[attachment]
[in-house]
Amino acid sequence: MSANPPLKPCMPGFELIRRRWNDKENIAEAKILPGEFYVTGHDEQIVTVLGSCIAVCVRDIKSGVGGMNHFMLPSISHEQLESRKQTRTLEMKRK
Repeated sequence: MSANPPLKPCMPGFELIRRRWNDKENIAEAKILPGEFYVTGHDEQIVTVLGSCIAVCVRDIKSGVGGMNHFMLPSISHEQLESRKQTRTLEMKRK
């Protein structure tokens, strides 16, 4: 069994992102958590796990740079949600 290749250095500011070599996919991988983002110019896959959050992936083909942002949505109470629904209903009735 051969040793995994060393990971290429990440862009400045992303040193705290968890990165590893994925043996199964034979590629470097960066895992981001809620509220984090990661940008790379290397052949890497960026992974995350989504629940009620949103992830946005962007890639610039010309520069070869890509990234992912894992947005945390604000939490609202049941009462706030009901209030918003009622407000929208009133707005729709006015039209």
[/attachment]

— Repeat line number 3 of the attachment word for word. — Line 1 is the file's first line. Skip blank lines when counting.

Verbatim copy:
Repeated sequence: MSANPPLKPCMPGFELIRRRWNDKENIAEAKILPGEFYVTGHDEQIVTVLGSCIAVCVRDIKSGVGGMNHFMLPSISHEQLESRKQTRTLEMKRK